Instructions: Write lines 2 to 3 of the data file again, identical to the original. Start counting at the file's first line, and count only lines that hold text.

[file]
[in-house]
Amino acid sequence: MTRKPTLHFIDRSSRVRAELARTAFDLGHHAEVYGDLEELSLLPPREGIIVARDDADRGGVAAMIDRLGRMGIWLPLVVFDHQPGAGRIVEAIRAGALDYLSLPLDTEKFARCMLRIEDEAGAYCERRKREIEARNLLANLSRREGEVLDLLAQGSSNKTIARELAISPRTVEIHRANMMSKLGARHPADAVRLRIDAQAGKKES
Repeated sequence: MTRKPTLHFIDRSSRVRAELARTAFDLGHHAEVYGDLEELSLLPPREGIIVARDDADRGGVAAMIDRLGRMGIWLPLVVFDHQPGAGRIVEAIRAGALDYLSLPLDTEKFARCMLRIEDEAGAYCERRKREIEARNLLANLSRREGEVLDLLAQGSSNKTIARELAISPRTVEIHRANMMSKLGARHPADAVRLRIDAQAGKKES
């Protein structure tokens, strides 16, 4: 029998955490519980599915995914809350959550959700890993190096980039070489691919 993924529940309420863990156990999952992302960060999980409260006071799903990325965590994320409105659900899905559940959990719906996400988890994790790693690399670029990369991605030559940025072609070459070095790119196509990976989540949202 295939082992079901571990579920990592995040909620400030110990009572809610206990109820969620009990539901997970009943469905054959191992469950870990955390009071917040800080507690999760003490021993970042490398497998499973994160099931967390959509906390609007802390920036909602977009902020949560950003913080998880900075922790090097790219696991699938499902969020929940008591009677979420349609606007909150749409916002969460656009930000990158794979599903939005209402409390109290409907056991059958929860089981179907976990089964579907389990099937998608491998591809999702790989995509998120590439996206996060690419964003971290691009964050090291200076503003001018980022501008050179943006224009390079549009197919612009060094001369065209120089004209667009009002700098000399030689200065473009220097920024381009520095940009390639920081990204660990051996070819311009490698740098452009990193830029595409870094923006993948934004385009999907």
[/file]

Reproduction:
Amino acid sequence: MTRKPTLHFIDRSSRVRAELARTAFDLGHHAEVYGDLEELSLLPPREGIIVARDDADRGGVAAMIDRLGRMGIWLPLVVFDHQPGAGRIVEAIRAGALDYLSLPLDTEKFARCMLRIEDEAGAYCERRKREIEARNLLANLSRREGEVLDLLAQGSSNKTIARELAISPRTVEIHRANMMSKLGARHPADAVRLRIDAQAGKKES
Repeated sequence: MTRKPTLHFIDRSSRVRAELARTAFDLGHHAEVYGDLEELSLLPPREGIIVARDDADRGGVAAMIDRLGRMGIWLPLVVFDHQPGAGRIVEAIRAGALDYLSLPLDTEKFARCMLRIEDEAGAYCERRKREIEARNLLANLSRREGEVLDLLAQGSSNKTIARELAISPRTVEIHRANMMSKLGARHPADAVRLRIDAQAGKKES